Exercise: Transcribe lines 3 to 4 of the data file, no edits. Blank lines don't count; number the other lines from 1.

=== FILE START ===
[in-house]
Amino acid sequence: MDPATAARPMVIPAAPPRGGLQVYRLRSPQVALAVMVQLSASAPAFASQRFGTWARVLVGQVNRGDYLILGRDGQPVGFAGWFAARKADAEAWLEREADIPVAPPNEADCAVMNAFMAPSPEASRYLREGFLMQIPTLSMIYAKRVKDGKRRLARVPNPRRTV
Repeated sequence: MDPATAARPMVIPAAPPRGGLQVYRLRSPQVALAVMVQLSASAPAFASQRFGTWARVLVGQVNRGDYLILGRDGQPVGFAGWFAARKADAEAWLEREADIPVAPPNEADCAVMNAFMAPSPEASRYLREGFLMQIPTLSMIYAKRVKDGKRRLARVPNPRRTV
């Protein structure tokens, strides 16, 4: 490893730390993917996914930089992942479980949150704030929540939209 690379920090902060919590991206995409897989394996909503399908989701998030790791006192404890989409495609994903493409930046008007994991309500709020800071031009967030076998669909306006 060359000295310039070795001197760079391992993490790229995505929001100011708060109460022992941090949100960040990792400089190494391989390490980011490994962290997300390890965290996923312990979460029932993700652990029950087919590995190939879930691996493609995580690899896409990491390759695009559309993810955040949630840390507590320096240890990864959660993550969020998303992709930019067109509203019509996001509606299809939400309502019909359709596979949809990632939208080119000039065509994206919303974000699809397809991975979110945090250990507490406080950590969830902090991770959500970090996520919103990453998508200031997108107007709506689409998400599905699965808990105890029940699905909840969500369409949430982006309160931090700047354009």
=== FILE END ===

Repeated sequence: MDPATAARPMVIPAAPPRGGLQVYRLRSPQVALAVMVQLSASAPAFASQRFGTWARVLVGQVNRGDYLILGRDGQPVGFAGWFAARKADAEAWLEREADIPVAPPNEADCAVMNAFMAPSPEASRYLREGFLMQIPTLSMIYAKRVKDGKRRLARVPNPRRTV
């Protein structure tokens, strides 16, 4: 490893730390993917996914930089992942479980949150704030929540939209 690379920090902060919590991206995409897989394996909503399908989701998030790791006192404890989409495609994903493409930046008007994991309500709020800071031009967030076998669909306006 060359000295310039070795001197760079391992993490790229995505929001100011708060109460022992941090949100960040990792400089190494391989390490980011490994962290997300390890965290996923312990979460029932993700652990029950087919590995190939879930691996493609995580690899896409990491390759695009559309993810955040949630840390507590320096240890990864959660993550969020998303992709930019067109509203019509996001509606299809939400309502019909359709596979949809990632939208080119000039065509994206919303974000699809397809991975979110945090250990507490406080950590969830902090991770959500970090996520919103990453998508200031997108107007709506689409998400599905699965808990105890029940699905909840969500369409949430982006309160931090700047354009």